1. How Experienced Are Your Technicians?

We believe that technicians are the most important part of an excellent transmission repair business. It is important to ask, “how many years of experience does each technician possess?” Do the techs work with integrity and honesty, providing high-quality service? Are the technicians certified with ASE? Knowing that the transmission shop you step foot in is built around a team of highly-qualified, highly-experienced transmission specialists is reassuring and assists with achieving quality repairs and Fast Service.


Types of transmissions

The purpose of the transmission is to transfer the power generated by the engine to the drive axle and wheels by using different gears. A car’s engine rotates within a fixed range of speeds, generally from 600 to 7,000 revolutions per minute (rpm) for most passenger vehicles.  The vehicle’s wheels typically spin from 0 to 1,800 rpm, so the transmission uses different gears with specific ratios to match the most efficient use of engine power for the vehicle’s speed.

For instance, when starting from a full stop, your car’s engine is spinning much faster than the wheels so a lower-ratio gear that supplies higher amounts of torque is needed. When traveling at highway speeds, the wheels may be turning much faster than the engine, meaning a higher-ratio, low-torque gear is needed.

There are a few varieties of transmission types found in most modern vehicles:

Automatic transmissions: The most common type of vehicle transmission for cars built and sold in the United States, automatic transmissions automatically select the correct gear for the driving conditions. Beyond special circumstances like towing a trailer or extremely steep inclines or declines, most drivers simply have to put the vehicle’s gear selector into “D” for drive and the automatic transmission does the rest. Up until recent times, automatic transmission vehicles were typically less fuel efficient than their manual transmission counterparts.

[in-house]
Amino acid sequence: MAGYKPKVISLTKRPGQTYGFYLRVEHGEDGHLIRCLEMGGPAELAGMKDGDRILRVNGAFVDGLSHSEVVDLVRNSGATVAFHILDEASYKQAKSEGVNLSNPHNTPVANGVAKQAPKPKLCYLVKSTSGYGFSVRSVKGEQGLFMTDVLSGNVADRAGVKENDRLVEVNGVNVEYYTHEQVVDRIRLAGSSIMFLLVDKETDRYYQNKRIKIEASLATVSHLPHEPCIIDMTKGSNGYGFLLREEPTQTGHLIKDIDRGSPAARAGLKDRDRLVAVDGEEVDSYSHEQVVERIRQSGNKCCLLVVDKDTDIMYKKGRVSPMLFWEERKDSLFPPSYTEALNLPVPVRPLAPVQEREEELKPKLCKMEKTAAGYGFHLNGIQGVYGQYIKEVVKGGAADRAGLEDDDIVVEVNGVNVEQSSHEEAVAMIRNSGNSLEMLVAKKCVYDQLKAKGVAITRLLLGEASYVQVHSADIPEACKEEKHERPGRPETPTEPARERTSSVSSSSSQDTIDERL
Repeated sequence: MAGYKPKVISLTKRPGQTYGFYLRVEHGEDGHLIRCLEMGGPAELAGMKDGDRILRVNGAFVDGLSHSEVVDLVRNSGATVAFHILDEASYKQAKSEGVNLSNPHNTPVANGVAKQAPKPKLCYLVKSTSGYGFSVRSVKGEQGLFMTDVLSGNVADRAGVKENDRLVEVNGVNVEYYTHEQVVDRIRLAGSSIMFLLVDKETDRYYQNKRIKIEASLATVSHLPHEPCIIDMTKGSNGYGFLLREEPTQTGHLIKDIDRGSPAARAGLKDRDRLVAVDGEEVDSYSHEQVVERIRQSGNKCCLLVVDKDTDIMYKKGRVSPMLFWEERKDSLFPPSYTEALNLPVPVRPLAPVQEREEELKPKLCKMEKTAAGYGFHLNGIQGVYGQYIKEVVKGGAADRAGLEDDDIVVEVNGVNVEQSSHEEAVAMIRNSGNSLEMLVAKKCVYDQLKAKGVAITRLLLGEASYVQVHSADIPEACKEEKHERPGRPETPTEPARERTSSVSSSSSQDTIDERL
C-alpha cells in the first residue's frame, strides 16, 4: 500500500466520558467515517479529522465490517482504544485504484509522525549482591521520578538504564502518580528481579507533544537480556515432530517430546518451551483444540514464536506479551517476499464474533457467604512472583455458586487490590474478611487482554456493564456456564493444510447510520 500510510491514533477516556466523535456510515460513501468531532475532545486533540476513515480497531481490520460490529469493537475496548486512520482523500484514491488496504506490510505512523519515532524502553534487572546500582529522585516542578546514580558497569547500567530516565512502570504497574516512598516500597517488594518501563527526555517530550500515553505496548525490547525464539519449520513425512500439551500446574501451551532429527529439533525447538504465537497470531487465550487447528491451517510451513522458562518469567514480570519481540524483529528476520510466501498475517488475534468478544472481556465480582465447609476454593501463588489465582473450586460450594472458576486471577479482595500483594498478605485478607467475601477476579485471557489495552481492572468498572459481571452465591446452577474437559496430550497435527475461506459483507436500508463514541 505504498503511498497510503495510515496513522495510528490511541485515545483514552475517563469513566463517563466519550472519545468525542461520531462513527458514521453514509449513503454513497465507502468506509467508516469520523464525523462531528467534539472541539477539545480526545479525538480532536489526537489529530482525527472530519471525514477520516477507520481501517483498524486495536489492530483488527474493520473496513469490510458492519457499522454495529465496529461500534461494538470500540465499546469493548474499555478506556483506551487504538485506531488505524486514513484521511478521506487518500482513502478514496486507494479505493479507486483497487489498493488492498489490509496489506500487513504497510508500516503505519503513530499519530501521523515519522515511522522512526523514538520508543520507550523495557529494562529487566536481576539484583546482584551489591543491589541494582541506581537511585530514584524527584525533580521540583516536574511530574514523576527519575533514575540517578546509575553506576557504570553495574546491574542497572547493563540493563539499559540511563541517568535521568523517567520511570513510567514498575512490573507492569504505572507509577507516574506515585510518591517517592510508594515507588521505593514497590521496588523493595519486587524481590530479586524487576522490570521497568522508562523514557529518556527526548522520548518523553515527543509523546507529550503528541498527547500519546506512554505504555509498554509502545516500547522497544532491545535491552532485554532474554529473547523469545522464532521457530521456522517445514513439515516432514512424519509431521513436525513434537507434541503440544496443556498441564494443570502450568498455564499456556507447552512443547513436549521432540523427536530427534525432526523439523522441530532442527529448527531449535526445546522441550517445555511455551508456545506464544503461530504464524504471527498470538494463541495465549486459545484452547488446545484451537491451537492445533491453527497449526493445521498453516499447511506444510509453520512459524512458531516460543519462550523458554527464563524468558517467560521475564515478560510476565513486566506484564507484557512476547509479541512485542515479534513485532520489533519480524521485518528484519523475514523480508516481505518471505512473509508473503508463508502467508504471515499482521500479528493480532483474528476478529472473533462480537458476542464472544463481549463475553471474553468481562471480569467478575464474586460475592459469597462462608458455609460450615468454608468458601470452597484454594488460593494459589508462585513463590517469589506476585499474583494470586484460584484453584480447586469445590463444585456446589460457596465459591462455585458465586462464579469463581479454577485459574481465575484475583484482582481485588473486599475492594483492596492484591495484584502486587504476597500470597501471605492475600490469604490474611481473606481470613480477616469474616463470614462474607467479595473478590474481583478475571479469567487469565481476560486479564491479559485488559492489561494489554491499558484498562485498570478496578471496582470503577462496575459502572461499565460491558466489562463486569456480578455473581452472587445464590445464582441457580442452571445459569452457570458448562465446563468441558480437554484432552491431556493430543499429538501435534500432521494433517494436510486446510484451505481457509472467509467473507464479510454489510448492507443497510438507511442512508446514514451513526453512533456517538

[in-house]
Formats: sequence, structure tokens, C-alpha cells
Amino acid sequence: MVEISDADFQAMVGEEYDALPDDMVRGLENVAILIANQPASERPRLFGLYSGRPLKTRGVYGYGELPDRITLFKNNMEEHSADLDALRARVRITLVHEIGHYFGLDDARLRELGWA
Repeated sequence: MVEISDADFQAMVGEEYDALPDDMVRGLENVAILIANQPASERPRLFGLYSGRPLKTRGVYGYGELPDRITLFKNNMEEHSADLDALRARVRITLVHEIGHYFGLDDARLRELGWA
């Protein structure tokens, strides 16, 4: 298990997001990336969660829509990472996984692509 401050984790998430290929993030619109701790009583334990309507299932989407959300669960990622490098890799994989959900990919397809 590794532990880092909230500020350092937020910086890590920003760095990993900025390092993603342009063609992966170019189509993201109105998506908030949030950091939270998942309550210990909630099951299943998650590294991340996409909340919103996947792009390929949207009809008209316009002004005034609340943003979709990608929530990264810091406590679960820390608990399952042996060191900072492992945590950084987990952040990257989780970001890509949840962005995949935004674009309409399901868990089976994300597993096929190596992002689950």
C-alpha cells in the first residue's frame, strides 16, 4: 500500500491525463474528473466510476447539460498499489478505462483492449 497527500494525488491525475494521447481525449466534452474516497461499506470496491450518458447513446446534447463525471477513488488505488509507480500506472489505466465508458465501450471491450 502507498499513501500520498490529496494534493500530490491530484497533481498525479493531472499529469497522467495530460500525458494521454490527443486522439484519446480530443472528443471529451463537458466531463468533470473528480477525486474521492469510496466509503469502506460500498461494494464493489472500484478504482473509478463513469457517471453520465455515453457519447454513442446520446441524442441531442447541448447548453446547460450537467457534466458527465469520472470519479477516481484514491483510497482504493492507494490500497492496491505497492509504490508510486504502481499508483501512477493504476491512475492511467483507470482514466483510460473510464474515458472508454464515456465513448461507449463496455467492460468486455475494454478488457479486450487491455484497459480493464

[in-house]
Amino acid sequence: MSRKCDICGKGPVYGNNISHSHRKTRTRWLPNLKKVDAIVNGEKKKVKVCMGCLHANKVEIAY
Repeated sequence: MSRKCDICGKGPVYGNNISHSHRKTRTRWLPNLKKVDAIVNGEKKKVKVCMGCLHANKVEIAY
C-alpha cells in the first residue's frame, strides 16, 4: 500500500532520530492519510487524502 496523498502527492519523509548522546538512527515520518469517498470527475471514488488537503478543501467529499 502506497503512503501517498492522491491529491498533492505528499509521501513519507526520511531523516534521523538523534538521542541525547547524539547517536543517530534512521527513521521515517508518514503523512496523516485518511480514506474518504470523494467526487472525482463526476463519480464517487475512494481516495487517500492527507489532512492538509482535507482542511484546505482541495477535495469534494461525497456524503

Manual transmissions: Also known as a standard transmission or manual gearbox or simply “stick,” manual transmission vehicles are a relative minority in modern American vehicles. Manual transmissions rely on the driver to select and switch gears constantly. Manual transmissions are typically equipped with a clutch pedal that’s required for the driver to be able to switch between gears. Although manual transmission vehicles provide greatly improved fuel economy (and typically cost less than automatic transmission vehicles), the downside is the constant need for attention on the part of the driver.

Continuously variable transmissions (CVT): Typically found on lighter passenger vehicles, CVT transmissions are relatively new features in terms of the American automobile market, but they offer a special set of advantages. Although they employ a different technology than traditional automatic transmissions, they perform in the same manner in terms of driver experience. Moreover, they deliver increased fuel efficiency when compared to traditional automatic transmissions.



  • Transmission Fluid Color and Condition: noticeably dirty or burnt colloquial means it’s time to drain and replace the fluid. Checking the engine fluid is a pretty simple process that can be done before bringing your vehicle into a shop.
  • Low Fluid Levels: when your fluid vehicles colloquial becomes low, some basic signs can indicate you need to add fluid. You will often notice that your vehicle will shake while driving it and the engine will have a hard time shifting (even with automatic transmissions).
  • Signs of Leaks: The most common places to find leaks are the seals, transmission lines, loose pans, or faulty gaskets.
  • Overheating: Overheating can cause parts of the transmission to malfunction and will decrease the longevity of your transmission.
  • Transmission Slipping: If you step on the gas but find that you don’t accelerate or the engine revs., it’s time to bring your vehicle to a local Atlanta transmission shop.